Wednesday, 20 May 2009

Question Time

What’s the toughest question you have ever had to ask? No, apart from “can you kindly settle that outstanding invoice?” I’d appreciate your examples. The three questions I would really love to ask are (a) “God, is there life after death?” (b) "Doris (Stokes) what are next week’s winning Euro Lottery numbers?” and (c) "Piers (Morgan) do you realise what a complete tw*t you are?” Journalists, of course, have to ask awkward questions. I recall in the late Seventies the scandal over an alleged plot by the then leader of the Liberal Party Jeremy Thorpe to murder his gay friend Norman Scott to save his political career. With a possible trial looming, Thorpe, probably badly advised, held a media conference to deny the claims. When questions were invited the BBC’s Keith Graves was straight in: “Have you ever had a homosexual relationship?" Thorpe hurrumphed and replied: “If you do not know why it is improper and indecent to put such a question to a public man you ought not to be here.” I once attended a media conference called by Greater Manchester Police who were hunting for a missing young girl. A Mirror reporter Denzil Sullivan, who looked like Father Jack in Father Ted, had already asked what kind of underwear was she wearing, when he added: "I hope you find her soon." To which the presiding Chief Inspector replied: “Denzil, I hope we find her before you do.” On a similar occasion the police had called the media gathering because an officer, suffering from depression, had gone AWOL with a weapon. Colleagues were afraid he would commit suicide. A hack asked: “How proficient with firearms is he?” To which the chairing officer responded: “Put it this way, he’s not going to miss.” Sometimes hacks ask the most stupid or mundane questions. Who can forget the television journalist who asked cricketer Mike Gatting, sporting a bloodied gash across his nose, “where did the ball hit you?” I remember attending a photo opportunity to unveil David Beckham signing a new boot deal worth zillions with adidas. After listening to half a dozen lame questions from assembled hacks on how soft the new boot was and similar tosh I asked: "what happens if you get crocked next week and never play again. Do they take the money back?” Becks grinned and said: “You’re a cheerful chap aren’t you”. But I suppose the toughest question I ever had to ask was put to the wrestler Big Daddy and it was : "is it right that your wife is a lesbian?” Big Daddy, a beast of a man, although born Shirley Crabtree, lived in a picturesque weaver’s cottage in Sowerby Bridge. It would have been an idyllic place to visit except for two things, the snarling Alstatian dog chained to a kennel a few feet from the front door and the note which read “If you are Press go away.” Undeterred, the photographer I was with, Jeff Ross, and I entered the cobbled yard, manoeuvred gingerly around the growling canine, so close we could feel his hot breath, and knocked. Big Daddy, 6ft 2in, came to the door dressed in a light purple track suit. Well, for a few seconds he was like a badly cropped photograph, the top of his head and the sides of his massive torso obscured by the door frame. One look at Jeff’s camera bag told him we weren’t autograph hunters. I put my question as diplomatically as I could but Big Daddy seemed strangely distracted. His wrath, initially at least, was directed at Ross, whom he grabbed in a hold I first heard Kent Walton describe on ITV's World of Sport and that wrestlers used for the notorious “piledriver” throw. This time Big Daddy wasn’t bothered to see whether Ross landed on his head or not. He simply threw him out of sight over the yard’s surrounding wall. It was clear we'd chosen an inappropriate time so naturally, I made my excuse and left, at a not inconsiderable velocity. Big Daddy, famous for his record breaking 64 inch chest and despite weighing 26st 9lbs, gave chase. He was gaining on me and I hate to think where my career would have gone had he caught me. Luckily, seconds earlier, a car had pulled up containing two representatives from the News of the World. Big Daddy stopped and the last memory I have is of him shaking the parked car almost off its chassis like Godzilla. Oh, and before you ask, if I remember correctly, the village gossip was that she batted for both sides. But it was probably just that, gossip.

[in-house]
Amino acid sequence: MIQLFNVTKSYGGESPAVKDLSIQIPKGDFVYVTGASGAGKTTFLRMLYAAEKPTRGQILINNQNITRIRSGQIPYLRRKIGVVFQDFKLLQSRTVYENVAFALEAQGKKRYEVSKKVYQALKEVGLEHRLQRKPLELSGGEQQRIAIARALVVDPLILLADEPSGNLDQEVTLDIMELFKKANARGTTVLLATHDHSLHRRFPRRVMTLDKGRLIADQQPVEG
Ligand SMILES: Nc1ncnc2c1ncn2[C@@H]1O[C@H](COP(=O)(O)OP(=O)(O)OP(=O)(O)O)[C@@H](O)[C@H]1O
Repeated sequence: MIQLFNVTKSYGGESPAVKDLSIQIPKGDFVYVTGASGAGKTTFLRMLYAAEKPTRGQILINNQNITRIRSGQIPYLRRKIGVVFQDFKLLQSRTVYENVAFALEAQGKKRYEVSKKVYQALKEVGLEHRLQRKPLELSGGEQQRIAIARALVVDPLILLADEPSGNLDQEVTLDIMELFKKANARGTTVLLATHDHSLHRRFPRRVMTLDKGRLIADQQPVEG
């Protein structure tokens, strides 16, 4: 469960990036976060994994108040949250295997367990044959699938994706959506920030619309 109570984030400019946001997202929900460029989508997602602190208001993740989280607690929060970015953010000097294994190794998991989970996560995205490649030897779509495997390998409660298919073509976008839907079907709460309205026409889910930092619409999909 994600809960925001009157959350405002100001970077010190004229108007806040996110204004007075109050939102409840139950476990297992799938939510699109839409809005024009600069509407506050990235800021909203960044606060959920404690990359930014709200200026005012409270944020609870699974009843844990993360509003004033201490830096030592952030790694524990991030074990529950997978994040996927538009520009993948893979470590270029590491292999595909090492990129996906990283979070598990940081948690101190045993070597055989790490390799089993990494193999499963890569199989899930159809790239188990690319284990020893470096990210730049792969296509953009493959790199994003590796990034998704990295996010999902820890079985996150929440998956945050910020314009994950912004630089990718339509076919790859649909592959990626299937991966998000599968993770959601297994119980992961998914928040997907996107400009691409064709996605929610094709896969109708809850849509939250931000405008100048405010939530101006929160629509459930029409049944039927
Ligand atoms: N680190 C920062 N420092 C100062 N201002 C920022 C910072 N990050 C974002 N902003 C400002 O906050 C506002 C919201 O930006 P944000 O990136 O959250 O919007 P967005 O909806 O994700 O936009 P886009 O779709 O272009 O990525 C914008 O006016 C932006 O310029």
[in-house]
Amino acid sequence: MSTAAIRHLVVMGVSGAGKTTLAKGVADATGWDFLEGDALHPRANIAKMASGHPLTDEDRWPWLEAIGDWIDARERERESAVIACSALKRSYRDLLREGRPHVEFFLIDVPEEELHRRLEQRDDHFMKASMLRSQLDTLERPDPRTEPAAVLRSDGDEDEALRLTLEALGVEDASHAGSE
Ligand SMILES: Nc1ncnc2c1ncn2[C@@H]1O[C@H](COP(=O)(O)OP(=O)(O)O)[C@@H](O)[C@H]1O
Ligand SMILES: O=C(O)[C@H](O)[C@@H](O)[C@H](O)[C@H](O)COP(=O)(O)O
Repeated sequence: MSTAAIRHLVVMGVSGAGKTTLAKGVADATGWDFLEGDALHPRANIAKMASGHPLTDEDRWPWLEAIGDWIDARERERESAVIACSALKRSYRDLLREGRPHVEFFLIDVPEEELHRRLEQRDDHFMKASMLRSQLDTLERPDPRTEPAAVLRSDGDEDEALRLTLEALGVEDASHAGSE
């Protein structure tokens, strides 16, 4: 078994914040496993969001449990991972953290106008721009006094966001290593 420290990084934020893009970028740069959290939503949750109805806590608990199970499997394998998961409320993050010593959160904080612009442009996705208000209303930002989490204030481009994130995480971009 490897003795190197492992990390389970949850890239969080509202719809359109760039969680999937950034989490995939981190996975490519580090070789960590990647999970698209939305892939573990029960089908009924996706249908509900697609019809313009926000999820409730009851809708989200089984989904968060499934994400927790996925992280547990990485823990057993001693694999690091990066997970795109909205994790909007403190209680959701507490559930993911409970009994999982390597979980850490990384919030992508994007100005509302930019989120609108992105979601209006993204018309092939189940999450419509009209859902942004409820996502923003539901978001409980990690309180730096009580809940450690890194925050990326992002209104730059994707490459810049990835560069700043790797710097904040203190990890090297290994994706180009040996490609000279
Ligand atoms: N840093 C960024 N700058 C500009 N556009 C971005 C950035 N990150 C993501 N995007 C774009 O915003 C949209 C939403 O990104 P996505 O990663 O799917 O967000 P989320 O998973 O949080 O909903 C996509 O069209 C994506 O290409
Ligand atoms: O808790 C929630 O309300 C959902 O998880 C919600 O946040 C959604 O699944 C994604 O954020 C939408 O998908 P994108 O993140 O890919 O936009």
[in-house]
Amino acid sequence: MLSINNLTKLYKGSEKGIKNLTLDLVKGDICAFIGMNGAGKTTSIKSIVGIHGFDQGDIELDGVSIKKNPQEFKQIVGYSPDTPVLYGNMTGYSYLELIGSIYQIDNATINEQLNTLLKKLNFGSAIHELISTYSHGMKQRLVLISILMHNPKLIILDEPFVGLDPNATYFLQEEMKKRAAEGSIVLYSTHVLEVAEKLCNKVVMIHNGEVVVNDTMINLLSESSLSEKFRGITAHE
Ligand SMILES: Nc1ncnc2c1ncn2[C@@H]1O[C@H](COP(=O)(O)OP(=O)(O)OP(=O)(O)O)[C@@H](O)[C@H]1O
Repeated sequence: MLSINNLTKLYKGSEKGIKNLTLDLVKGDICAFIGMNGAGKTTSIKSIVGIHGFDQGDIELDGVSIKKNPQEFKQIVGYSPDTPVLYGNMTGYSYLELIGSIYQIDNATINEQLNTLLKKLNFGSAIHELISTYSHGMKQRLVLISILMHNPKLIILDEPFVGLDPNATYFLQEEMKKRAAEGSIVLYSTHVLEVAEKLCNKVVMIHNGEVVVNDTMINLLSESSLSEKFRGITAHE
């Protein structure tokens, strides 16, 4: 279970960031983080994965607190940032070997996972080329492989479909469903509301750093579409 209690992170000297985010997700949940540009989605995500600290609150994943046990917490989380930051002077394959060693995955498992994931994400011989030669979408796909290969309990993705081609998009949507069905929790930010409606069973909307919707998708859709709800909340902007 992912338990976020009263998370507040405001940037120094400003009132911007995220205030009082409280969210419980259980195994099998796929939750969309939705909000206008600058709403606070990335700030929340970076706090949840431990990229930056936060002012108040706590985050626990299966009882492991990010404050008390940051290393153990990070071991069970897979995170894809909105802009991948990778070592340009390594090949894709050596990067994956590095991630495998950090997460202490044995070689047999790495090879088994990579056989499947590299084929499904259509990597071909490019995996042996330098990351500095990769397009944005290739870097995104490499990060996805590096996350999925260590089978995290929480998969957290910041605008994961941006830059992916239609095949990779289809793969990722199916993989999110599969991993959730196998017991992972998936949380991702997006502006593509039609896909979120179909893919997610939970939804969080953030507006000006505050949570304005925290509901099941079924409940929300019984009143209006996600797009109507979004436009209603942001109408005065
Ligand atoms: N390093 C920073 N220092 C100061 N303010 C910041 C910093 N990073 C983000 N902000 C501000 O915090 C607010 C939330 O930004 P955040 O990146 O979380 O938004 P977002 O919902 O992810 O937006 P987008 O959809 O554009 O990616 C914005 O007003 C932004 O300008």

2 comments:

andrew spinoza said...

Love it, George, love it. I can read this kind of stuff all day long., keep it coming! If I can remember some of my memorable moments from the world of journalism, I'll post 'em as comments.

Like you design, too, you seem to have the ability to load pix which I have to ask people to help me to do!

Andy Spinoza

George Dearsley said...

Thanks Andy, I really appreciate that.